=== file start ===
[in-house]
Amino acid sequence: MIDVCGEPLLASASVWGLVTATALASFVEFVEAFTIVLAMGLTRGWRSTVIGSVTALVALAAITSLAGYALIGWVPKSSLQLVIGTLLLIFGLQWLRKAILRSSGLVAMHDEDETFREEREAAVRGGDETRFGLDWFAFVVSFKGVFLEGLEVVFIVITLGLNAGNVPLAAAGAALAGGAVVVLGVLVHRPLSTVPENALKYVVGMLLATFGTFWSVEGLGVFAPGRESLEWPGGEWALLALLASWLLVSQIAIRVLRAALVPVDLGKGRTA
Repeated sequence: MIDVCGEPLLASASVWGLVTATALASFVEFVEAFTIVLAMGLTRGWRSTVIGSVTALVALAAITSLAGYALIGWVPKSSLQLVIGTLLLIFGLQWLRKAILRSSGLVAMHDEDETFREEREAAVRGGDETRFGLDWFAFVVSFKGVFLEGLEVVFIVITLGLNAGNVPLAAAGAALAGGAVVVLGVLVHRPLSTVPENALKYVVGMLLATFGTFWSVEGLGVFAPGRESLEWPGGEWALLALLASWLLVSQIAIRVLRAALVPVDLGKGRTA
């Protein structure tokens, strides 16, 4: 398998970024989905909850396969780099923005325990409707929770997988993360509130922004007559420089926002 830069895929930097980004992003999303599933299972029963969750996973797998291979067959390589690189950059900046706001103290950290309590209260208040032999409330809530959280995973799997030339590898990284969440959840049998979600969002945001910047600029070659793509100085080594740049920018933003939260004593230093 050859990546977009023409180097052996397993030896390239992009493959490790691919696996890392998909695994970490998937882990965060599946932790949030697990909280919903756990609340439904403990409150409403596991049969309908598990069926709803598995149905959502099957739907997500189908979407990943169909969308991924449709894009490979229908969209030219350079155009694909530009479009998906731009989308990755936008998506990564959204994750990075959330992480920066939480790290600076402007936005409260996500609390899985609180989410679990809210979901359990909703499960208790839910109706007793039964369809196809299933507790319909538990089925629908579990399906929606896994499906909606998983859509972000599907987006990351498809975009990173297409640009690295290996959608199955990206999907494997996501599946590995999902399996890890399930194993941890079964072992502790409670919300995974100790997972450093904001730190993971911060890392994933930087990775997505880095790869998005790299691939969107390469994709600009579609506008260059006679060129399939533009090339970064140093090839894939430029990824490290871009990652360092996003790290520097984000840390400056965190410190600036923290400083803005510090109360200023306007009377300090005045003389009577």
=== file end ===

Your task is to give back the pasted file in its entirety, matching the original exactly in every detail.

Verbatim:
[in-house]
Amino acid sequence: MIDVCGEPLLASASVWGLVTATALASFVEFVEAFTIVLAMGLTRGWRSTVIGSVTALVALAAITSLAGYALIGWVPKSSLQLVIGTLLLIFGLQWLRKAILRSSGLVAMHDEDETFREEREAAVRGGDETRFGLDWFAFVVSFKGVFLEGLEVVFIVITLGLNAGNVPLAAAGAALAGGAVVVLGVLVHRPLSTVPENALKYVVGMLLATFGTFWSVEGLGVFAPGRESLEWPGGEWALLALLASWLLVSQIAIRVLRAALVPVDLGKGRTA
Repeated sequence: MIDVCGEPLLASASVWGLVTATALASFVEFVEAFTIVLAMGLTRGWRSTVIGSVTALVALAAITSLAGYALIGWVPKSSLQLVIGTLLLIFGLQWLRKAILRSSGLVAMHDEDETFREEREAAVRGGDETRFGLDWFAFVVSFKGVFLEGLEVVFIVITLGLNAGNVPLAAAGAALAGGAVVVLGVLVHRPLSTVPENALKYVVGMLLATFGTFWSVEGLGVFAPGRESLEWPGGEWALLALLASWLLVSQIAIRVLRAALVPVDLGKGRTA
């Protein structure tokens, strides 16, 4: 398998970024989905909850396969780099923005325990409707929770997988993360509130922004007559420089926002 830069895929930097980004992003999303599933299972029963969750996973797998291979067959390589690189950059900046706001103290950290309590209260208040032999409330809530959280995973799997030339590898990284969440959840049998979600969002945001910047600029070659793509100085080594740049920018933003939260004593230093 050859990546977009023409180097052996397993030896390239992009493959490790691919696996890392998909695994970490998937882990965060599946932790949030697990909280919903756990609340439904403990409150409403596991049969309908598990069926709803598995149905959502099957739907997500189908979407990943169909969308991924449709894009490979229908969209030219350079155009694909530009479009998906731009989308990755936008998506990564959204994750990075959330992480920066939480790290600076402007936005409260996500609390899985609180989410679990809210979901359990909703499960208790839910109706007793039964369809196809299933507790319909538990089925629908579990399906929606896994499906909606998983859509972000599907987006990351498809975009990173297409640009690295290996959608199955990206999907494997996501599946590995999902399996890890399930194993941890079964072992502790409670919300995974100790997972450093904001730190993971911060890392994933930087990775997505880095790869998005790299691939969107390469994709600009579609506008260059006679060129399939533009090339970064140093090839894939430029990824490290871009990652360092996003790290520097984000840390400056965190410190600036923290400083803005510090109360200023306007009377300090005045003389009577």